The incoming class of cadets at the U.S. Coast Guard Academy experienced a baptism by fire amid sweltering temperatures.
They learned new drills while marching in the hot sun, started to memorize the cadet handbook, the “Running Light”, and many had their heads shaved.
“When I was younger, he was the only one I let hold me, so in a way, I feel like he’s still holding me, like through here. So, it’s really sentimental. It goes deep for me,” said Niles Harrell of Norwich.
He, like all of his classmates, is learning to live by the cadets’ core values. They are honor, respect, and devotion to duty. Some want to make sure that the respect part is what all experience.
“I expect each and every cadet as well as our staff to treat each other with the utmost respect in a fair, professional, and dignified manner at all times,” said Captain Rick Wester, the academy’s new Commandant of Cadets.
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That’s what he told the swabs and their parents. He says respect is on what everything else will be built.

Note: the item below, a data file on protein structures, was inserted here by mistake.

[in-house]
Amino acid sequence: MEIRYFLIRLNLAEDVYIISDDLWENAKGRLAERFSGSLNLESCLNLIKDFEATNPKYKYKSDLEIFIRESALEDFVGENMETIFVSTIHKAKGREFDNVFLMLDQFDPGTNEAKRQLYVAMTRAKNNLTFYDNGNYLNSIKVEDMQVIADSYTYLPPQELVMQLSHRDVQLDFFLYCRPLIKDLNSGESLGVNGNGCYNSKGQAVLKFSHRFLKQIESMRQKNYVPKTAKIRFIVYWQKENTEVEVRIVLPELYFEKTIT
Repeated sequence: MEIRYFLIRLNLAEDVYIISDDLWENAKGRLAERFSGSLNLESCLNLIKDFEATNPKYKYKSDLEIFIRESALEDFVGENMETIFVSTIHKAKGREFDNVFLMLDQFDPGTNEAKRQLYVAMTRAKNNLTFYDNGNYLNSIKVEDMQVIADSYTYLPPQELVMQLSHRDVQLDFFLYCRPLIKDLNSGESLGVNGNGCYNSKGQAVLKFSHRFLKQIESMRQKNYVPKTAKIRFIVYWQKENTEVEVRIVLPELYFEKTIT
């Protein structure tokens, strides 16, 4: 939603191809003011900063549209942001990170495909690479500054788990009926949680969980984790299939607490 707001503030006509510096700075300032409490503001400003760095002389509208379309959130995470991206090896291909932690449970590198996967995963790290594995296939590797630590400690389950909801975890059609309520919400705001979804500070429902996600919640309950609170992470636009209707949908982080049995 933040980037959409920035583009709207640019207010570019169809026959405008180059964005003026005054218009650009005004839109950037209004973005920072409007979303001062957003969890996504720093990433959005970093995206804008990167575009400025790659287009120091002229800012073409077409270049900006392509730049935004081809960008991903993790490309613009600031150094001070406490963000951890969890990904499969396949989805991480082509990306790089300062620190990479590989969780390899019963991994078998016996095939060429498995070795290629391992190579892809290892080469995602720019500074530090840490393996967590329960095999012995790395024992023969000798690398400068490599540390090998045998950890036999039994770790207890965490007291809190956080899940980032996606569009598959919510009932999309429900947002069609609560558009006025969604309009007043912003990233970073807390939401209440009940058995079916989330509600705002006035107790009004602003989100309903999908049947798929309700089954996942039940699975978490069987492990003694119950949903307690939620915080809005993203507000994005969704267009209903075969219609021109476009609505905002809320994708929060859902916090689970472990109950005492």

“Every case we do take very seriously,” said Capt. Wester.
It was 29 years ago on Monday that Capt. Wester reported in at the academy, and since then, he says there are a lot more resources for cadets who have become more diverse.
Of the 292 in the incoming class, 40 percent are female and 36 percent are underrepresented minorities.
The academy now has an office of inclusion and diversity, but NAACP members say if the system was working, cadets wouldn’t be complaining to them.
“If anyone doesn’t feel comfortable filing a report, they can always come to me and I am always available and I will personally ensure that we will appropriately address their concerns,” said Capt Wester.